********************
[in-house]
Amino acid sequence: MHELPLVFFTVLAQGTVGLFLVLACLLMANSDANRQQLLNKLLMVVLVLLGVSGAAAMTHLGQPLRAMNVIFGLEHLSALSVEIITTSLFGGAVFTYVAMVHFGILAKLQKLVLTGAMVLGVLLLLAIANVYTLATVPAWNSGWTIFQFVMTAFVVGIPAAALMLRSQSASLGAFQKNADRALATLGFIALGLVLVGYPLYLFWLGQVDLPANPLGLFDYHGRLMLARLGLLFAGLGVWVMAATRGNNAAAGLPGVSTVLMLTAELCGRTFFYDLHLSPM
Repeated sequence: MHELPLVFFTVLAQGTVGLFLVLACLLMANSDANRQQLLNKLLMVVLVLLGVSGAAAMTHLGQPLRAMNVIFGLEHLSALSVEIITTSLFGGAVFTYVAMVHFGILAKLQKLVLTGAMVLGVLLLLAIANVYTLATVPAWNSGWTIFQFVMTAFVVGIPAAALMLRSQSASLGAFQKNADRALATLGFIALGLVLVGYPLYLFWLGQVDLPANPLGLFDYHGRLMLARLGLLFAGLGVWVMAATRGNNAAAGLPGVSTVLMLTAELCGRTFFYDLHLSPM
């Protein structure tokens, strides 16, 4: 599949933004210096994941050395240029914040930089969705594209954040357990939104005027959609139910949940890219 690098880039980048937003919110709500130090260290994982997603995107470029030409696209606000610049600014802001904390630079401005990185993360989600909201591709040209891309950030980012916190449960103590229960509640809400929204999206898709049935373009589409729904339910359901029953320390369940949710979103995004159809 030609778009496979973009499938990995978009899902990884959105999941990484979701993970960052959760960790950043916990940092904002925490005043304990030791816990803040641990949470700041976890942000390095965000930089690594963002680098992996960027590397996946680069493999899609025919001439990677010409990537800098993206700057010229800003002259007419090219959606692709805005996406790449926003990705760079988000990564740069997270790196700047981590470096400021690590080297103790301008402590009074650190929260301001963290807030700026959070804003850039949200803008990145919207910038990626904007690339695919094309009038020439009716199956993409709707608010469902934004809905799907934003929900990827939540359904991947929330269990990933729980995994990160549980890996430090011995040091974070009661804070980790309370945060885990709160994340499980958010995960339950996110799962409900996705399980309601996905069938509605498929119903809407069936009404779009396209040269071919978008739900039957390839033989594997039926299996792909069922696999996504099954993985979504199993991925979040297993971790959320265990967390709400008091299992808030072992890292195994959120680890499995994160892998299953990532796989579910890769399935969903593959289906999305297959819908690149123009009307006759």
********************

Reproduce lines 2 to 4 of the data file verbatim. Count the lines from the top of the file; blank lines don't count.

Amino acid sequence: MHELPLVFFTVLAQGTVGLFLVLACLLMANSDANRQQLLNKLLMVVLVLLGVSGAAAMTHLGQPLRAMNVIFGLEHLSALSVEIITTSLFGGAVFTYVAMVHFGILAKLQKLVLTGAMVLGVLLLLAIANVYTLATVPAWNSGWTIFQFVMTAFVVGIPAAALMLRSQSASLGAFQKNADRALATLGFIALGLVLVGYPLYLFWLGQVDLPANPLGLFDYHGRLMLARLGLLFAGLGVWVMAATRGNNAAAGLPGVSTVLMLTAELCGRTFFYDLHLSPM
Repeated sequence: MHELPLVFFTVLAQGTVGLFLVLACLLMANSDANRQQLLNKLLMVVLVLLGVSGAAAMTHLGQPLRAMNVIFGLEHLSALSVEIITTSLFGGAVFTYVAMVHFGILAKLQKLVLTGAMVLGVLLLLAIANVYTLATVPAWNSGWTIFQFVMTAFVVGIPAAALMLRSQSASLGAFQKNADRALATLGFIALGLVLVGYPLYLFWLGQVDLPANPLGLFDYHGRLMLARLGLLFAGLGVWVMAATRGNNAAAGLPGVSTVLMLTAELCGRTFFYDLHLSPM
């Protein structure tokens, strides 16, 4: 599949933004210096994941050395240029914040930089969705594209954040357990939104005027959609139910949940890219 690098880039980048937003919110709500130090260290994982997603995107470029030409696209606000610049600014802001904390630079401005990185993360989600909201591709040209891309950030980012916190449960103590229960509640809400929204999206898709049935373009589409729904339910359901029953320390369940949710979103995004159809 030609778009496979973009499938990995978009899902990884959105999941990484979701993970960052959760960790950043916990940092904002925490005043304990030791816990803040641990949470700041976890942000390095965000930089690594963002680098992996960027590397996946680069493999899609025919001439990677010409990537800098993206700057010229800003002259007419090219959606692709805005996406790449926003990705760079988000990564740069997270790196700047981590470096400021690590080297103790301008402590009074650190929260301001963290807030700026959070804003850039949200803008990145919207910038990626904007690339695919094309009038020439009716199956993409709707608010469902934004809905799907934003929900990827939540359904991947929330269990990933729980995994990160549980890996430090011995040091974070009661804070980790309370945060885990709160994340499980958010995960339950996110799962409900996705399980309601996905069938509605498929119903809407069936009404779009396209040269071919978008739900039957390839033989594997039926299996792909069922696999996504099954993985979504199993991925979040297993971790959320265990967390709400008091299992808030072992890292195994959120680890499995994160892998299953990532796989579910890769399935969903593959289906999305297959819908690149123009009307006759």